A new trial commenced during the 29 October 2012 session of Watauga County Criminal Superior Court, the Honorable James U. Downs, Judge presiding. The evidence presented at trial tended to show that on the evening of 7 November 2005, Harrington was assaulted, robbed, and asphyxiated in a residence located at 121 Poplar Drive in Boone, then driven to another location where his body was doused with lighter fluid and set on fire in the trunk of a car. Three people were present in the home at the time of Harrington's death and at the location of the burning car: defendant, Kyle Triplett, and Dalrymple.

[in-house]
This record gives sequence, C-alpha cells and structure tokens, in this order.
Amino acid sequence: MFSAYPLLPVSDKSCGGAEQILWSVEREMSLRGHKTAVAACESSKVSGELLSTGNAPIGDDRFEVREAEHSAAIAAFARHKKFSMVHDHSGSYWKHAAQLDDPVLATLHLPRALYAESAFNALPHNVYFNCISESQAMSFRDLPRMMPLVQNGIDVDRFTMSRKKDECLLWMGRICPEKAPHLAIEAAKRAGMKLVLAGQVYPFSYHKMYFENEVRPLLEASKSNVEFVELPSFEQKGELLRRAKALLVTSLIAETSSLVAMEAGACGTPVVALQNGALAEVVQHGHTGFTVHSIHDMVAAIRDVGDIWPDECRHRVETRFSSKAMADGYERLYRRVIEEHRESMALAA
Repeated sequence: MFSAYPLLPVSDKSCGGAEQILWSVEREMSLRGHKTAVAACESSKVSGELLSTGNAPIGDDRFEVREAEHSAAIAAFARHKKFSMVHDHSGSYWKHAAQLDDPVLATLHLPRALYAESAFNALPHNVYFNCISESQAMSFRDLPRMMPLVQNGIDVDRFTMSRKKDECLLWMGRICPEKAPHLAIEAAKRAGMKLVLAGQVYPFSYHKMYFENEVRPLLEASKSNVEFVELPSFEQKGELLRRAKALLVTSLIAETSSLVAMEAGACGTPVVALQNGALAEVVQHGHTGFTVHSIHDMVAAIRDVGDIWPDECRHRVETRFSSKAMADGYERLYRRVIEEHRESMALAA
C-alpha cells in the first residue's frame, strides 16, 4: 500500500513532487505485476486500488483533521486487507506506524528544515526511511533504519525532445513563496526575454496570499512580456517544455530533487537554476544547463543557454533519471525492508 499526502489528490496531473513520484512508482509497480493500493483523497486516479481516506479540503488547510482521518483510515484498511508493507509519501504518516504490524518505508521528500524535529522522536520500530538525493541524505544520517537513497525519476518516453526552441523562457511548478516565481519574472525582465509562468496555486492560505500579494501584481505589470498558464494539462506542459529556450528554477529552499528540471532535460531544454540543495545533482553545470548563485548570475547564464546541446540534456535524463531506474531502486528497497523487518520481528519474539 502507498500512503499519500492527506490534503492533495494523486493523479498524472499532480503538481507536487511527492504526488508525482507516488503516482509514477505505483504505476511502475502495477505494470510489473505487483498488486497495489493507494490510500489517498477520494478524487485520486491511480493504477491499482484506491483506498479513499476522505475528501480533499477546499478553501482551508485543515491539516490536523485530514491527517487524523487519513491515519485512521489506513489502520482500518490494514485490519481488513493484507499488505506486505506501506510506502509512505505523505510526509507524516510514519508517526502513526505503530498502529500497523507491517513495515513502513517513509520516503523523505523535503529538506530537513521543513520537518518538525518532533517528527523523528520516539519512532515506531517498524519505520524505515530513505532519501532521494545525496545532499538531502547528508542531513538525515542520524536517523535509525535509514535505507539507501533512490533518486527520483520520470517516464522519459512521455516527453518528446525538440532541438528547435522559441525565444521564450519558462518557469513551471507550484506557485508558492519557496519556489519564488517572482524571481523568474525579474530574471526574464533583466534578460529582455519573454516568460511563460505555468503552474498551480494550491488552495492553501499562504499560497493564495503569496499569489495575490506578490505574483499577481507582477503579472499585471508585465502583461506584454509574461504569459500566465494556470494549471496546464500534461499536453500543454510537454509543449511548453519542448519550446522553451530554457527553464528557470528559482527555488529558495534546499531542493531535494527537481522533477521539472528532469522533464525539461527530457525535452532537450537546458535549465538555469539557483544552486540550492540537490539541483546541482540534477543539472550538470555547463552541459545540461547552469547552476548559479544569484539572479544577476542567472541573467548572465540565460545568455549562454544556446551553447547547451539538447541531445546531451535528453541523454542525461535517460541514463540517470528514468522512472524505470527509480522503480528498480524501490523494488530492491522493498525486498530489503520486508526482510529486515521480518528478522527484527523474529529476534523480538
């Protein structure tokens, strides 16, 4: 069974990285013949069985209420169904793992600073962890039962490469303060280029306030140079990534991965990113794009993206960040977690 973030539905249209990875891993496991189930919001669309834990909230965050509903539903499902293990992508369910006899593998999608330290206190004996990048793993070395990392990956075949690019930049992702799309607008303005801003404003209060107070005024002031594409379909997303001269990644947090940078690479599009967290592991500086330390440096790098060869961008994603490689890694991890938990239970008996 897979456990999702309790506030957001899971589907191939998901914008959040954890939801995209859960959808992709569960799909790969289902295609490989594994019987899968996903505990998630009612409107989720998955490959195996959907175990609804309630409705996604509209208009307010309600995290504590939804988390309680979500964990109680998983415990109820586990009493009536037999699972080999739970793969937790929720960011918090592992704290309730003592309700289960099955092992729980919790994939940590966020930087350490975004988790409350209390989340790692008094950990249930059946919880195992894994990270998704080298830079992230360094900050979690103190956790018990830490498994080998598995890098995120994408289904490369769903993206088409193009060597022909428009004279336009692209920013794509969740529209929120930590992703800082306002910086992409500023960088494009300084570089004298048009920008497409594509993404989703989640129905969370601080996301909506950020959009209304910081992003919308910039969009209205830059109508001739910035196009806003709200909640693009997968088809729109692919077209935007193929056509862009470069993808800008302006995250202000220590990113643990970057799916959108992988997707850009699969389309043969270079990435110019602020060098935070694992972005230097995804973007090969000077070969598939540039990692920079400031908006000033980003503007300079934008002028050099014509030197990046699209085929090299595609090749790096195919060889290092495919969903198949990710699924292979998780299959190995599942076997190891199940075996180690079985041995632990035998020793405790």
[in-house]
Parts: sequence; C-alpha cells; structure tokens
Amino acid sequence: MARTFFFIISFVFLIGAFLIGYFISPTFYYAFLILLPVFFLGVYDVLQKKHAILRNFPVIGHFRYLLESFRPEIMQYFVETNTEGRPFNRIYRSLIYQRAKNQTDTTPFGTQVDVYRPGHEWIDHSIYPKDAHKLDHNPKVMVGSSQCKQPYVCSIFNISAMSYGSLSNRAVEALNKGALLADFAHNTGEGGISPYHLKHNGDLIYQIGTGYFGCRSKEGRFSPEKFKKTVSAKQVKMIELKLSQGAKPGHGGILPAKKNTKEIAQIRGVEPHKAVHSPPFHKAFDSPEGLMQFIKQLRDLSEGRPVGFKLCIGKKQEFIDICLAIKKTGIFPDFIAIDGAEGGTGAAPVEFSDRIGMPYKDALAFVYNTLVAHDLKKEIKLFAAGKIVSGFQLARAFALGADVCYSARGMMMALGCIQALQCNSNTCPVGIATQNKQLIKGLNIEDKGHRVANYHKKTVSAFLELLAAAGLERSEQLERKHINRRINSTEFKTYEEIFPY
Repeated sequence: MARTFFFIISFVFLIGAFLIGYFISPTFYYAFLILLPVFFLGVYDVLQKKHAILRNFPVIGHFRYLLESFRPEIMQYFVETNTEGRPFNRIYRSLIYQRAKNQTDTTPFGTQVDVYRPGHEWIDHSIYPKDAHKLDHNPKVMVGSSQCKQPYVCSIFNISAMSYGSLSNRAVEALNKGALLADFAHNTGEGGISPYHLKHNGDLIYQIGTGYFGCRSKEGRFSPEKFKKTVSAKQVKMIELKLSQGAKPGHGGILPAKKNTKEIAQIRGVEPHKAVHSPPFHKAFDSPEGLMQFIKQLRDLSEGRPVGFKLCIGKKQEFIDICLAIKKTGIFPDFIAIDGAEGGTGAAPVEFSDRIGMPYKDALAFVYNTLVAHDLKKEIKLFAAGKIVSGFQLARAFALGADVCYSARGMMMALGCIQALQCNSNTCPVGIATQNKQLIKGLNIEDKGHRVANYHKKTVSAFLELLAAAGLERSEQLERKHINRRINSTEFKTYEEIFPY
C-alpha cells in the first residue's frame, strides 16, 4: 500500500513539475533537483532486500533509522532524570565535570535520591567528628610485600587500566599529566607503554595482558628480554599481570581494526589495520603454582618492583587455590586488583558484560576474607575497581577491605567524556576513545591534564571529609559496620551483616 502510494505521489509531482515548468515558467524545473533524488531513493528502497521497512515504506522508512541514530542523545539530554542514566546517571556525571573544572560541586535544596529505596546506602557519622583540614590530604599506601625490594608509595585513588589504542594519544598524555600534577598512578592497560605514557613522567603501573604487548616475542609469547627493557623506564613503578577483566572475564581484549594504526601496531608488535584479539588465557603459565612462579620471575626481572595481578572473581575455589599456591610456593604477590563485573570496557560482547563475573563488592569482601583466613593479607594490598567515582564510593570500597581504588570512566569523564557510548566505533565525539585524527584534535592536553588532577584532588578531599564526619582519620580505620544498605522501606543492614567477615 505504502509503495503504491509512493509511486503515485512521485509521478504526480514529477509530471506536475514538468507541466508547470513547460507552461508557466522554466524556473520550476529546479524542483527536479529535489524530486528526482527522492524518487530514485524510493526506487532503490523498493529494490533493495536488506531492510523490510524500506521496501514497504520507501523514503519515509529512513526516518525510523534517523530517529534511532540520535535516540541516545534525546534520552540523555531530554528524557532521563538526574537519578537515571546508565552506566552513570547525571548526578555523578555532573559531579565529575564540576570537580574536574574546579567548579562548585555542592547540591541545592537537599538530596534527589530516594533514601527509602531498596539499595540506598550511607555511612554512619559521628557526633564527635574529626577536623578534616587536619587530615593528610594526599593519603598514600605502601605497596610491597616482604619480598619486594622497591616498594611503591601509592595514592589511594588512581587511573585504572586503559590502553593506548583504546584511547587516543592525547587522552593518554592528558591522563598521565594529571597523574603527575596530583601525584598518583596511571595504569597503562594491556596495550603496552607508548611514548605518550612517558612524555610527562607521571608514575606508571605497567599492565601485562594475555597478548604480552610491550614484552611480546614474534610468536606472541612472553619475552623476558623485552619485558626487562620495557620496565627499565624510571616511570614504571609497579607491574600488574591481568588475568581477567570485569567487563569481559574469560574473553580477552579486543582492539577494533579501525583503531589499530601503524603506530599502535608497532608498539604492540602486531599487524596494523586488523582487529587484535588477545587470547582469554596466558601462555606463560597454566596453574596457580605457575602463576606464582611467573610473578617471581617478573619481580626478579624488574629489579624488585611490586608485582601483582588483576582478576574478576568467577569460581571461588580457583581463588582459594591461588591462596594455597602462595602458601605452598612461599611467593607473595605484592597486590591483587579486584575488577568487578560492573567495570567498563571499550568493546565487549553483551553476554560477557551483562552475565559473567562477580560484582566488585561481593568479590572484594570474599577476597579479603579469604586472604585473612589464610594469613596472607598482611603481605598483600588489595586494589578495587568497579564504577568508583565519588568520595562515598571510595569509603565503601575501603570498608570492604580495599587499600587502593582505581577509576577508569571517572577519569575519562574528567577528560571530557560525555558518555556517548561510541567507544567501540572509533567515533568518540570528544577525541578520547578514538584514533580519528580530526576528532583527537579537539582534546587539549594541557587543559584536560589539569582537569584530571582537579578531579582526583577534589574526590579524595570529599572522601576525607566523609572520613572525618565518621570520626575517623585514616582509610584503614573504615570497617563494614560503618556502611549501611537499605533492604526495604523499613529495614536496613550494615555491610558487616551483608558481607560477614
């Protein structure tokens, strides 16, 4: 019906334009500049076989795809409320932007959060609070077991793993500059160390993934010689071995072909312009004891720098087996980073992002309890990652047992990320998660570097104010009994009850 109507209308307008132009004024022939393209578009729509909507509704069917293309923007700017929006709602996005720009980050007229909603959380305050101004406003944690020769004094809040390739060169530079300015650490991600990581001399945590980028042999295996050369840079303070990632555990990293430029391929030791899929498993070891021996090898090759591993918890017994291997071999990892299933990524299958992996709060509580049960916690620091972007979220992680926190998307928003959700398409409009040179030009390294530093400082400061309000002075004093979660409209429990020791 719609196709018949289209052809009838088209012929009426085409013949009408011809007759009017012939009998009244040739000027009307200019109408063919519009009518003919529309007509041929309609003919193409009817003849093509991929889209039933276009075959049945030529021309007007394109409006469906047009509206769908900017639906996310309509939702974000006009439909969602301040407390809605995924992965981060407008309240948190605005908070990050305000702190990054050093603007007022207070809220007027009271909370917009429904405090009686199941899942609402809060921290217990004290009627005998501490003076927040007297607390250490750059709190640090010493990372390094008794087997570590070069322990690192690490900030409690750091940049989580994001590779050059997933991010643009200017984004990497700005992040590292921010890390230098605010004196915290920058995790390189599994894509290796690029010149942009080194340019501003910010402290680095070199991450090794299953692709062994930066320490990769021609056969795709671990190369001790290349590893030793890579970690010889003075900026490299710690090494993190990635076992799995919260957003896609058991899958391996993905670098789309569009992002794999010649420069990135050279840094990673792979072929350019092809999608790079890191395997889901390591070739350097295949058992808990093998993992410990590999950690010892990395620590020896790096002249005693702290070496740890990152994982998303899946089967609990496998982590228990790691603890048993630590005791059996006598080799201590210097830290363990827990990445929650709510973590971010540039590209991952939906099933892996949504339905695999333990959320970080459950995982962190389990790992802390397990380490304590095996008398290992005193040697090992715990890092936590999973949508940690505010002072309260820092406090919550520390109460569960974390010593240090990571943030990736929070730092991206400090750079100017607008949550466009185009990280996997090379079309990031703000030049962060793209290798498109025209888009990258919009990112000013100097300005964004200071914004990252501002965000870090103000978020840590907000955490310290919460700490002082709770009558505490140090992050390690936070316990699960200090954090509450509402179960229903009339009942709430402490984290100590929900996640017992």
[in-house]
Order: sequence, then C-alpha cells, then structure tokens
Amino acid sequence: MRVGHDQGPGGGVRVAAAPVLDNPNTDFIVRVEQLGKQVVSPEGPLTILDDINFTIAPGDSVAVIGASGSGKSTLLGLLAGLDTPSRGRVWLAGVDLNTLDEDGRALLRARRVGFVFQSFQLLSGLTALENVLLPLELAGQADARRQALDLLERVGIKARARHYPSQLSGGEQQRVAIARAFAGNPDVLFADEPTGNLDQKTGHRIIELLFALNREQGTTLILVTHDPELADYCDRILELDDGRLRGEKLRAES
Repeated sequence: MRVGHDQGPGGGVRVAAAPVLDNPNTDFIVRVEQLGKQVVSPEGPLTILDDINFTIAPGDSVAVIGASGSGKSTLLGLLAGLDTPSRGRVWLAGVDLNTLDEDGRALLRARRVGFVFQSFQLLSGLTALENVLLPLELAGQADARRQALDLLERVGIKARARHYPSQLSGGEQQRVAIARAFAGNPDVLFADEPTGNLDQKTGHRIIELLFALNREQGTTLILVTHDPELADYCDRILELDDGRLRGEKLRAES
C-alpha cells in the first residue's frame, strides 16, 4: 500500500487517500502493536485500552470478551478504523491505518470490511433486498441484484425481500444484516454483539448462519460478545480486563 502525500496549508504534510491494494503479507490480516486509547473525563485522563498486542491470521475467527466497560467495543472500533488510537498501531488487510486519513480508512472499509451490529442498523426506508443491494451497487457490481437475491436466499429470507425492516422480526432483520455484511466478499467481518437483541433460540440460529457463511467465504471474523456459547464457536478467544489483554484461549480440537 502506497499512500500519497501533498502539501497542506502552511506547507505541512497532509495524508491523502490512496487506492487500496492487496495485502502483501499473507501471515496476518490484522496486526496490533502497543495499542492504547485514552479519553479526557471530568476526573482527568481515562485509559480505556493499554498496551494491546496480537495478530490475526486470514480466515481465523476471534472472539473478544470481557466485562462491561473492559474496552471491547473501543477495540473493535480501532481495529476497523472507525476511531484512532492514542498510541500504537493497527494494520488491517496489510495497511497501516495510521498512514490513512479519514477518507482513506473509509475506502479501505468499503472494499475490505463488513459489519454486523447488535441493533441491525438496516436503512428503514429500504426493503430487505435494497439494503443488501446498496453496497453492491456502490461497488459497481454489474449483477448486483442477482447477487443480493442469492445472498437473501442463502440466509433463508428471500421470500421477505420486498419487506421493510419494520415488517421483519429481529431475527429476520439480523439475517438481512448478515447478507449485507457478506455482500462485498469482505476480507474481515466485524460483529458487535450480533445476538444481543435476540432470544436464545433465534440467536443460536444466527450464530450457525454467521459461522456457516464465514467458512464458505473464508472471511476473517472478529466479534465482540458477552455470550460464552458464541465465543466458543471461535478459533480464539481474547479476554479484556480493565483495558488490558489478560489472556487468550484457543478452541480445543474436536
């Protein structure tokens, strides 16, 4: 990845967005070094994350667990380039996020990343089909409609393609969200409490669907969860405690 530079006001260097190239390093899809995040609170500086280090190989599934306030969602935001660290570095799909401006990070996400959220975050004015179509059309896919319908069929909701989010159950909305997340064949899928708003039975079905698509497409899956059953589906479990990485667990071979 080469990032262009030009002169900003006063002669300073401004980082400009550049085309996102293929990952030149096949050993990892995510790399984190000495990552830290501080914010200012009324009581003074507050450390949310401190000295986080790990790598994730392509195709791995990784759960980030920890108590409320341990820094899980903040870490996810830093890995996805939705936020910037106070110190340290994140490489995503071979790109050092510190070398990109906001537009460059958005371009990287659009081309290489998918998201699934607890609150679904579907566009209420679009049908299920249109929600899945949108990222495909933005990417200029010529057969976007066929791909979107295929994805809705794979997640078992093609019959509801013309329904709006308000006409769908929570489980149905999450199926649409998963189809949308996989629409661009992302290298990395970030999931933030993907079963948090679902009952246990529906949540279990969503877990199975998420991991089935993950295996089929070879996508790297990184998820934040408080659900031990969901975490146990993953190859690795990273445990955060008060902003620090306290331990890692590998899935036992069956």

During the prosecution's case-in-chief, the prosecutor called Kyle Triplett, a witness who had also testified at defendant's first trial. Triplett testified that defendant orchestrated an ambush of Harrington. On the evening in question, Triplett followed defendant's explicit instructions whereby Triplett was to grab Harrington by the throat and hold a gun to his head. Defendant provided Triplett with a gun. Triplett testified that when Harrington appeared, Triplett grabbed Harrington by the throat and choked him until his face turned red. When Harrington dropped to the floor, defendant began wrapping Harrington's head in duct tape. Triplett testified that following this, he and defendant began punching Harrington and then kicking him, at which point Dalrymple joined in. After Harrington stopped moving, Dalrymple reached into Harrington's pants pocket and removed a softball sized box that contained four to six ounces of cocaine. Harrington's body was then carried outside and placed in the trunk of Harrington's car. Triplett testified that he drove Harrington's car with defendant as a passenger and Dalrymple following in a second vehicle. Triplett stopped Harrington's car on a roadside along Sleepy Hollow Lane. Triplett testified that defendant opened the trunk, doused lighter fluid on Harrington's body and ignited a fire. Triplett and defendant then got into the car driven by Dalrymple and returned to defendant's residence.